The amazing thing about this situation is that the Social Credit did not even have a confirmed leader during the election. Their campaign was ‘led’ by an Albertan, Ernest Hansell, with Alberta Premier Ernest Manning having much influence over the BC wing. After the election was over, the leader was to be chosen by the new 19-member caucus.
On July 15th, when the final results were clear, the new Socred Caucus met at the Hotel Vancouver to choose the presumptive premier. Since there had been little by way of organization and no existing caucus, the new MLAs barely knew each other. Bennett, who was the best known and most strategic of the group, won with 14 of 19 votes.
It was no given that Bennett would be asked to form a government. After some deliberation, Lieutenant-Governor Clarence Wallace did invite Bennett to form a government on August 1st, 1952. This happened after the Chief Justice changed his mind about whether Wallace should call upon Bennett. (It was the original Matter of Confidence).
Less than one year later, Bennett’s government was defeated in the House, in a move that was stage-managed by Bennett himself. The L-G again had to decide the fate of the government. Instead of inviting CCF leader Harold Winch to form a government, an opportunity that Winch strongly advocated for, he let the voters decide.
Again with the single transferable ballot system, Bennett went on to win a majority government this time. After the 1953 election, the Socreds scrapped the system and went back to First-Past-the-Post, which has been the system ever since, and has been the only system ever used in federal elections in Canada.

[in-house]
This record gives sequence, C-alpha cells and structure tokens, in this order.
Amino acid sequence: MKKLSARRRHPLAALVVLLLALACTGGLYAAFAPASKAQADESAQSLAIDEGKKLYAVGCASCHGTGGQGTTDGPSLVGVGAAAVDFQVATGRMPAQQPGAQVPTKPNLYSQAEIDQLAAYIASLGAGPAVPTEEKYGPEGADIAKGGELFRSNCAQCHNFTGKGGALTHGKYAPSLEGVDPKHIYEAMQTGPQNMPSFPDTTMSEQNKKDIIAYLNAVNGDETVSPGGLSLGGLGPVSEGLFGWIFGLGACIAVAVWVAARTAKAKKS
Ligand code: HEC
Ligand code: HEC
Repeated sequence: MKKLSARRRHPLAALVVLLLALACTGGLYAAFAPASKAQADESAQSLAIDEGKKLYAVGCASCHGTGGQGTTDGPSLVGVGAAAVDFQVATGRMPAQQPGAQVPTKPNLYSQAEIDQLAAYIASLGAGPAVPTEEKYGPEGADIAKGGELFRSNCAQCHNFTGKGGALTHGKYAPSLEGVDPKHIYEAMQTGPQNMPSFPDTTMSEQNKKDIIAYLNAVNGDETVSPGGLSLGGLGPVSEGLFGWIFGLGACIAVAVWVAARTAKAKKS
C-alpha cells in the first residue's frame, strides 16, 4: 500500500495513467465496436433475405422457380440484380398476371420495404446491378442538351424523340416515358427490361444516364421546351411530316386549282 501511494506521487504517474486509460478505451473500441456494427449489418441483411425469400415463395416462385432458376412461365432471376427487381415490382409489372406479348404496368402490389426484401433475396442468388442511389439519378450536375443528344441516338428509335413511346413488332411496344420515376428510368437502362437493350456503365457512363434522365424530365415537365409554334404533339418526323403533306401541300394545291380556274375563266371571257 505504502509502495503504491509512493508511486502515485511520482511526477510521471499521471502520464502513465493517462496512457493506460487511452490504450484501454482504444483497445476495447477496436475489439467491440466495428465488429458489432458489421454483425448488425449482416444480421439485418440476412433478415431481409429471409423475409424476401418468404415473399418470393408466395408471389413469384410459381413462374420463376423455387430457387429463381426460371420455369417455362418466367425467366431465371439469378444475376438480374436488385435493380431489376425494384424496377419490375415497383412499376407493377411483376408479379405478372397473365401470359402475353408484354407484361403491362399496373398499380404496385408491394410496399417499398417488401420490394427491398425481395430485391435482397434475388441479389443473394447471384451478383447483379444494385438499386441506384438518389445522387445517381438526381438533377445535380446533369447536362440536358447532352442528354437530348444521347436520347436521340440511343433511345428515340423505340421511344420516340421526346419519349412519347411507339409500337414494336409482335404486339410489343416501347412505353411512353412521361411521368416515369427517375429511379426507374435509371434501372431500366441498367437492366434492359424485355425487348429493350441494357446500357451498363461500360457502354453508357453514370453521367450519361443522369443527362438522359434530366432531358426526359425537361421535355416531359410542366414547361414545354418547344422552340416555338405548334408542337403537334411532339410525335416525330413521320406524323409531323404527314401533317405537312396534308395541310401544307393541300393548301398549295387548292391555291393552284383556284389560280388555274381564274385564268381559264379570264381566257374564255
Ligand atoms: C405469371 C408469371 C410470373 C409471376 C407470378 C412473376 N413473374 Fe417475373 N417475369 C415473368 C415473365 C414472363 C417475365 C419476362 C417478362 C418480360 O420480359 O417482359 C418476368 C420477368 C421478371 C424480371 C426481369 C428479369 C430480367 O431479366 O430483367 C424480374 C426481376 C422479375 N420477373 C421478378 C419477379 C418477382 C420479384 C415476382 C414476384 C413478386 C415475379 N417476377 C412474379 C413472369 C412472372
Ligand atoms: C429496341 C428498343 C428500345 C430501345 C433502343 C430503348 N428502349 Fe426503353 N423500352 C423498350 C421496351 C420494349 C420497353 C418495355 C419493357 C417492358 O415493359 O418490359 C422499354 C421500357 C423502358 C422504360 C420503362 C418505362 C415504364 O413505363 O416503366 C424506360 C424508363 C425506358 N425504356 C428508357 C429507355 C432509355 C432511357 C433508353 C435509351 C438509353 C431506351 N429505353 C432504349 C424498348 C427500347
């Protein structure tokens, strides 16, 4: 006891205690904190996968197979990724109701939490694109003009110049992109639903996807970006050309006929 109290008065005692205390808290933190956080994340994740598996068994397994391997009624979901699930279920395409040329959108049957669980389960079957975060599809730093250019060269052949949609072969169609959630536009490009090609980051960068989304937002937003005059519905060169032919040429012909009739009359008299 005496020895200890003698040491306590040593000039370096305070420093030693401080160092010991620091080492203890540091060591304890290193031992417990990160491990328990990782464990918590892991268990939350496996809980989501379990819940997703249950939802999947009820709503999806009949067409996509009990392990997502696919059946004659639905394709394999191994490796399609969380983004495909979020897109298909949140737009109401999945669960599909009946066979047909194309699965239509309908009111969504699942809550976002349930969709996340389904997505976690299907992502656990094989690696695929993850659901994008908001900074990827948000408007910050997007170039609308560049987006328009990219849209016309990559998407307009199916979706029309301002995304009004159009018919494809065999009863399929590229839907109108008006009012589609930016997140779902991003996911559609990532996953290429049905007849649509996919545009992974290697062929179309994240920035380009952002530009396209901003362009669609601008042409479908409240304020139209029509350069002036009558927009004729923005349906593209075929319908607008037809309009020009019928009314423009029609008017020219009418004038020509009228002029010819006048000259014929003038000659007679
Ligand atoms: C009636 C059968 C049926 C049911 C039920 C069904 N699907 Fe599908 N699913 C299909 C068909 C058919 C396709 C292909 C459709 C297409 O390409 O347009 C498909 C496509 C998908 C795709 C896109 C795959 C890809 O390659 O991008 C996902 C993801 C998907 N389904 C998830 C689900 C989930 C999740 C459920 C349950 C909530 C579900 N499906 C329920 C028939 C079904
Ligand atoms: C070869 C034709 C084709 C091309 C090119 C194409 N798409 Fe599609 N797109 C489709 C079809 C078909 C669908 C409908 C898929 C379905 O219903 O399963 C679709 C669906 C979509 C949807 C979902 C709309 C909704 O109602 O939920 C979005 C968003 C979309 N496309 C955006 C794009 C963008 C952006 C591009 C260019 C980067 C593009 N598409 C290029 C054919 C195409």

The moral of the story: electoral reform can have unexpected consequences. Voters in 1952 could clearly see the self-serving motives behind the Coalition’s move to change the system. They punished those parties, with both establishment party leaders losing their seats. While the Coalition succeeded in keeping the CCF out of office, they unintentionally created a political dynasty, the Socreds, which would govern for 36 of the next 39 years.
(As a newly minted supporter of the Social Credit Party, W.A.C. Bennett claimed in the Legislature prior to the 1952 election that the Socreds would win the next election, and that the Liberals and Conservatives “won’t be back for fifty years”. It turns out he was right on the first, and eerily prescient on the second. It would take 49 years for a party called Liberal or Conservative to win another BC election – Gordon Campbell’s BC Liberals in 2001.)
It is a little bit ironic, considering the ProRep referendum, that it was electoral reform that denied the NDP, er, the CCF, it’s first taste of power in 1952. They would have to wait 20 years until Dave Barrett was elected in 1972. Perhaps that’s why this electoral system, used twice before in BC, and in selecting party leaders and local candidates, was not one of the three options put forward in this referendum. There might be too many bad memories attached to it.
But one thing that can be said for sure in BC: changing the electoral system to suit your own interests has proven deadly for a government once before.
(I leaned heavily on Paddy Sherman’s Bennett, for a history of this period).